9. I stuck a couple of circular "blind spot" mirrors (the ones that rotate so you can get a custom view) on to those pathetic excuses for mirrors on my bike.

    Truely the best cheapest addition to the bike one can make. They don't get rid of head checks, by any means, but they do clearly show something in your blind spot without having to turn your head.

    Say you're intending to change lanes. Ordinarily it's a check mirror, signal, head check (or what ever order you like) and if there is something there, ya don't move or adjust as required ahead or behind to slot in the next lane.

    With those little blind spot mirrors a quick glance will tell you before you even start any move if something is there. If it is, then adjust as necessary, then do the whole usual head check/signal/mirror etc.

    I do a lot of freeway riding and at 100+ kph it's very handy to be aware of the situation in your blind spot without having to look around (especially when you're fighting a mean crosswind).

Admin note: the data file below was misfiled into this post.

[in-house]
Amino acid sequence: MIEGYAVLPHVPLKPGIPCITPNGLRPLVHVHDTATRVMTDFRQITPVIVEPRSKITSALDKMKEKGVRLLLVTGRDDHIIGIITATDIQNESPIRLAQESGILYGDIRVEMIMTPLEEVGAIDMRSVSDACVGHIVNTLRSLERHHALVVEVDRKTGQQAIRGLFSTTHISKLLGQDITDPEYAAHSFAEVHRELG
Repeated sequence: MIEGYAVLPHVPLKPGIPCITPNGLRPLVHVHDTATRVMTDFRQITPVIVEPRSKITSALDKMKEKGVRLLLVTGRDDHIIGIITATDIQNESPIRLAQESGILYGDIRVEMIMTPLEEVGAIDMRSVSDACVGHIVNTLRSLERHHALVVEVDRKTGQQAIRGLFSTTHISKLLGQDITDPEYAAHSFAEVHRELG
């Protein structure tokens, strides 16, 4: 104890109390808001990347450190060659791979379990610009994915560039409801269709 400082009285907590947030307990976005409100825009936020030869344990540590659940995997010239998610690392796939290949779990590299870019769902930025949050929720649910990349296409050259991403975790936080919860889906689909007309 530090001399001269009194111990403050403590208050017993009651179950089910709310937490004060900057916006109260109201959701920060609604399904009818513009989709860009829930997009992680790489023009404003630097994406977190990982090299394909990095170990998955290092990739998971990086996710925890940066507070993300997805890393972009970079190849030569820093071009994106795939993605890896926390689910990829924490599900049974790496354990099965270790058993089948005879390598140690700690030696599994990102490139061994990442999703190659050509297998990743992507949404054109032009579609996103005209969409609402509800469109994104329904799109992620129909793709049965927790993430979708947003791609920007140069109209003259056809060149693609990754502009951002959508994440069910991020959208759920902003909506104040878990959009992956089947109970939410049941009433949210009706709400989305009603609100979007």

10. I contend that in general, your head-checks should be to double check what is beside you (roughly speaking)...Things that won't be in your mirros. Of course...I also contend that those things beside you, you should already be aware of, and are using the head-check to confirm

    That is'nt to say that you should'nt head-check to cover unusual situations.
    When in doubt check it out! :)

    But you should not be using the head-check as your means of seeing everything that going on around you...get good at using and trusting your mirrors, which should be set up to show you everything behind your shoulders.
    This is especially important in winter riding where the larger/thicker winter coats restrict your ability to move your head around as freely as you would expect.